How to Access Environment Variable Values in Python?

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Problem Formulation: Say, you set an environment variable and you want to access it in your Python script. How to get the value of the environment variable?

Background: Environment variables are external to the Python environment.  They describe the operating system environment we are using.

The applications installed use this information to complete specific tasks such as storing temporary files, accessing the user profile, or locating particular files and data.

Some of these variables contain environment configuration information, such as the number of processors installed that other applications use to improve their performance. Usually, the Windows Registry is used to store the configuration information, and applications access the registry to retrieve it.

Furthermore, using environment variables minimizes hardcoding, and thus, applications are more portable and easier to move to another server or operating system.

Python accesses the environment variables via the os mapping class module and the dictionary returned by the os.environ mapping object.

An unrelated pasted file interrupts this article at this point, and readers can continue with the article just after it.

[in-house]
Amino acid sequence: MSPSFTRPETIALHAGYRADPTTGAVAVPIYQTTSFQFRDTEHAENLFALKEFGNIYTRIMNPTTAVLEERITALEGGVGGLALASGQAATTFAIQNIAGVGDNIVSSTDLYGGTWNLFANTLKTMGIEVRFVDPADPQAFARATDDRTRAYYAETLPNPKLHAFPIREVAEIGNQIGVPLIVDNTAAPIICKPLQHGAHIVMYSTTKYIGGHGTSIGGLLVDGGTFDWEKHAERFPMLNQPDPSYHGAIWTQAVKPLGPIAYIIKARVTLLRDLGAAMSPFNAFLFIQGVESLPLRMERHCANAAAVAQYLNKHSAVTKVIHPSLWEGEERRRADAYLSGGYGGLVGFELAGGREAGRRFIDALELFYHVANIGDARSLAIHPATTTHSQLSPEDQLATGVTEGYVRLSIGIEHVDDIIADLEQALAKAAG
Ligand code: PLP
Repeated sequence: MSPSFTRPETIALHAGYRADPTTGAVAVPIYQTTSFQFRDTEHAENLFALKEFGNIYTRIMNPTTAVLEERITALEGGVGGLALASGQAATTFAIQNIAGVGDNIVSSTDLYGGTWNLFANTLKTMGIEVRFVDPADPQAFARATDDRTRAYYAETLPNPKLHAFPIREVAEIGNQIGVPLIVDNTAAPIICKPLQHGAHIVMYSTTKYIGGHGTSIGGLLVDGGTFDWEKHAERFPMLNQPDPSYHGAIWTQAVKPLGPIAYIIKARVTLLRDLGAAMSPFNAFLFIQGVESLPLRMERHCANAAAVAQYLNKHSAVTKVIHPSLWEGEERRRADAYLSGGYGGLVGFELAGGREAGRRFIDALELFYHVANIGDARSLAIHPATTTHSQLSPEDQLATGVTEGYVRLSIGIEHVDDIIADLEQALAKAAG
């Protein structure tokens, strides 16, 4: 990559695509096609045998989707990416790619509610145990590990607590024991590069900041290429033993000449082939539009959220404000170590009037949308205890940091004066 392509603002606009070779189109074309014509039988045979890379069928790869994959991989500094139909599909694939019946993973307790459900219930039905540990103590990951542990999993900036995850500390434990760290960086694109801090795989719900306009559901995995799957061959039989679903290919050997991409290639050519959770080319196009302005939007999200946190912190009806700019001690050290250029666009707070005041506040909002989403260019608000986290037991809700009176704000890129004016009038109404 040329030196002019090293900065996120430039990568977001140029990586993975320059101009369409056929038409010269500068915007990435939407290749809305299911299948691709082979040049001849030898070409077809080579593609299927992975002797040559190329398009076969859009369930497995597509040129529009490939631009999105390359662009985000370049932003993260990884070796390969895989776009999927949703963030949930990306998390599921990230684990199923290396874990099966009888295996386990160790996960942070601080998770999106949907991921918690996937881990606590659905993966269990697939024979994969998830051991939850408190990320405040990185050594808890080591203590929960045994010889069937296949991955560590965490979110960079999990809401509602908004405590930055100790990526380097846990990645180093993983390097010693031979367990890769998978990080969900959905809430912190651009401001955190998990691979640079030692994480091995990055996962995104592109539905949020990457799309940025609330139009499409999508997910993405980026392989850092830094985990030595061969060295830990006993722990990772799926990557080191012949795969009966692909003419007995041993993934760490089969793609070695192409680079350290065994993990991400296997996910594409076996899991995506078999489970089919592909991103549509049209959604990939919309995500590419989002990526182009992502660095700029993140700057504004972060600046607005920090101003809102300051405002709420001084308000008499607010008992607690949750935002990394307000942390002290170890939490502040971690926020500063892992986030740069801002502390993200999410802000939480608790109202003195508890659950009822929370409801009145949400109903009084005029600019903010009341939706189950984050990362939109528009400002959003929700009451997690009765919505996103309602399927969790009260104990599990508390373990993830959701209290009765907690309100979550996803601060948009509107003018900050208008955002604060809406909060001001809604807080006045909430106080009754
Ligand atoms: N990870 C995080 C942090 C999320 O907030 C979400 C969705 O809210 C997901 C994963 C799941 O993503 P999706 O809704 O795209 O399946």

The mapping occurs when the os module loads. Therefore any changes to the environment variables after the os module loads are not included.

How to Get and Set Environment Variables in Python?

The os.environ provides a dictionary data structure of all the environment variables set for the specific operating system.  Therefore, one can use all Python dictionary methods to manage the dictionary and retrieve the required information.

Once the os module is loaded, creating a new environment variable and accessing its value is simple.

import os
os.environ['ENV_VAR'] = 'username'	 # SET environment variable ENV_VAR

However, If the environment variable exists, we will overwrite its value, and perhaps the application using it will malfunction.

To ensure we don’t overwrite existing variable we can use an if statement to check for the variable existence:

If os.environ['ENV_VAR'] == None: